[Libwebsockets] LWS usage in multi-process scenario
andy at warmcat.com
Tue Dec 4 03:03:09 CET 2018
On 04/12/2018 09:46, Xi Chen wrote:
> I have a special use case of LWS where multiple application processes
> (not threads) share the same H2 connection:
Well, not directly...
> - LWS main thread running in one process
> - each app running in its own process (hence isolated address space)
> Unlike multi-threading case where address spaces are shared among
> threads hence callback function pointers are globally known, it is a
> question how to perform callback in my case. Seems IPC mechanism has to
> be implemented anyhow.
> Is this recommended? Any other approach?
I would stop thinking about that setup as "multiple application
processes shar[ing] the same H2 connection"... that might be technically
true but it implies things that don't directly lend themselves to
working across process boundaries.
Is the traffic ws or http? If ws, there's no good way implemented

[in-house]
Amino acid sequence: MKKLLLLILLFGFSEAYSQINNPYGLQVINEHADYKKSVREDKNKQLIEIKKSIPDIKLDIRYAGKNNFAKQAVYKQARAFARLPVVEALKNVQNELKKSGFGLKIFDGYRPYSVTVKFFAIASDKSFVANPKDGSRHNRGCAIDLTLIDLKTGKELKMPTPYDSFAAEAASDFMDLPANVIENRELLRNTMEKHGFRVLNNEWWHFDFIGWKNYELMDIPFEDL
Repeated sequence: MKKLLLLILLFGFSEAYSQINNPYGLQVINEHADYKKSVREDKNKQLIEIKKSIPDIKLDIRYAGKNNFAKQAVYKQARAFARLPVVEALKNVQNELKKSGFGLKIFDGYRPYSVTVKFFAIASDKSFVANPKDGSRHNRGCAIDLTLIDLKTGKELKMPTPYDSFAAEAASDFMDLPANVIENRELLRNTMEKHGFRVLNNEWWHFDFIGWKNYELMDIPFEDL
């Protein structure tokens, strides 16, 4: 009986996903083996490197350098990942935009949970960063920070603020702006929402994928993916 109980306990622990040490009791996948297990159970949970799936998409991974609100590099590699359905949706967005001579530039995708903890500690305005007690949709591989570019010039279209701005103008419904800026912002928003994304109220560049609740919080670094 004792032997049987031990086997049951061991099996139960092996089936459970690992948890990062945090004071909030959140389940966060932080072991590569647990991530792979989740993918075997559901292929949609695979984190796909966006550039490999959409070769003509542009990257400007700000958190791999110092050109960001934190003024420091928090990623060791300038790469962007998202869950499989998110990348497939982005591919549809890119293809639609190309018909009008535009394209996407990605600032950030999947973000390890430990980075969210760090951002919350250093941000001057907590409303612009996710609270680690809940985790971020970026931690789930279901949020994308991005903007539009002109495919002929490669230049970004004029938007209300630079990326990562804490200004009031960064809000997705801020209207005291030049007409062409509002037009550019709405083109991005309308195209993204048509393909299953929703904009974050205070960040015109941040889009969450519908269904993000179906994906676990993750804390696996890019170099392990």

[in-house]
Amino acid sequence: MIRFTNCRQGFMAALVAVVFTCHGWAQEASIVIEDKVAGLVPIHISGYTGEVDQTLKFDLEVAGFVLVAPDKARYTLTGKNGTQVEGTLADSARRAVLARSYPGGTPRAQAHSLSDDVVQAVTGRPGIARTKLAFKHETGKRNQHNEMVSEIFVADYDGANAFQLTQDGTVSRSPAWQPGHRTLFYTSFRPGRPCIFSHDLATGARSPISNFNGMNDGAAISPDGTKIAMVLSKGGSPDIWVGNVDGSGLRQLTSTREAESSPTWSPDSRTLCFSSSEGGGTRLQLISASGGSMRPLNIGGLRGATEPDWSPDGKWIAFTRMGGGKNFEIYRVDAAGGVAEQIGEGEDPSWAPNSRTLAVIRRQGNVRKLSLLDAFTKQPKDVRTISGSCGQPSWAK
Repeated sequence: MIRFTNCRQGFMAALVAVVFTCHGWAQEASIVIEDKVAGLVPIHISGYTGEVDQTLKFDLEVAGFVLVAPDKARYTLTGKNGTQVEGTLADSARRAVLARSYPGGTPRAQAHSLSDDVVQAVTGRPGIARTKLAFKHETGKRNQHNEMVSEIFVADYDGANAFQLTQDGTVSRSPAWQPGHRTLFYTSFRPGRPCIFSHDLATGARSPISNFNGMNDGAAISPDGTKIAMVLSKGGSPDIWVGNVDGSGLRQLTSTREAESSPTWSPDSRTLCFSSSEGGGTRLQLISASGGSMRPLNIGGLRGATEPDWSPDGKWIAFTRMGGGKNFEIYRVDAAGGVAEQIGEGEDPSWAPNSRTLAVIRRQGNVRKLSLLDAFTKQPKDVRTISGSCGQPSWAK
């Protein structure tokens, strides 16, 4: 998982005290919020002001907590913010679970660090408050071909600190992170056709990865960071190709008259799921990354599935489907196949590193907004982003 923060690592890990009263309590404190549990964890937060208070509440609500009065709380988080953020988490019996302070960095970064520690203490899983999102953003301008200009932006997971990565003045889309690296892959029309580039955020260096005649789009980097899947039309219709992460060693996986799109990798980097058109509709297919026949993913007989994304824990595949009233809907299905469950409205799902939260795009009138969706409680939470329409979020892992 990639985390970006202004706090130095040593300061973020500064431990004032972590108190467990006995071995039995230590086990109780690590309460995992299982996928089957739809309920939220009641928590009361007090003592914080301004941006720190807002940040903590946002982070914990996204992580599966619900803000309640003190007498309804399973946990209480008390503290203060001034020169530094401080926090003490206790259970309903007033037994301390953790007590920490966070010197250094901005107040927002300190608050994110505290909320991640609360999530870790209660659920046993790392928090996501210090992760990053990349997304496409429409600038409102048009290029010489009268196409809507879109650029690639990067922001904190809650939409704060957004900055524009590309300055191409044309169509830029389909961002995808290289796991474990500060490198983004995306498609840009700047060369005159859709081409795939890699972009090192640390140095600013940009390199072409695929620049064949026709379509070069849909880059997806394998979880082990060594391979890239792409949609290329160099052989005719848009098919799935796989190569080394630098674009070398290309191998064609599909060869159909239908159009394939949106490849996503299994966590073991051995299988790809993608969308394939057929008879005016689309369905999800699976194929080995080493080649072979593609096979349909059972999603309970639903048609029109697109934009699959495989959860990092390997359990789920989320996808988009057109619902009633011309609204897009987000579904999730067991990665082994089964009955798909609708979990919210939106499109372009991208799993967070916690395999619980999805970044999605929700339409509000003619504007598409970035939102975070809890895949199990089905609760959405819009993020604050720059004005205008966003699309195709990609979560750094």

atm. If it's http, then you should look at the unix socket proxying
stuff in 3.1 / master.
Gitohashi (https://warmcat.com/git/gitohashi) on libwebsockets.org works
this way... gitohashi is a separate process that happens to have its own
lws instance listening on a local unix socket.
The public lwsws on libwebsockets.org is configured to treat
https://libwebsockets.org/git and anything down that url path as being
handled by proxying to the local unix domain socket that gitohashi is
listening on. It opens a client connection to the proxy address (which
may also be remote) and, translating h2 to h1 (ie, the other server only
sees h1 even if the actual connection is h2), forwards the request and
passes back any inbound traffic from the client connection. When the
onward connection closes, the inbound stream is closed.
If it's actually ws probably the best solution is implement the
equivalent proxying support in lws. If not, you're into basically
making your own proxying either using SHM
http://man7.org/linux/man-pages/man7/shm_overview.7.html, a fifo or your
own unix sockets... and that's less flexible than IP proxying with unix
domain socket support.
 But you can send patches or pay me or someone else to do it.
> Libwebsockets mailing list
> Libwebsockets at ml.libwebsockets.org
More information about the Libwebsockets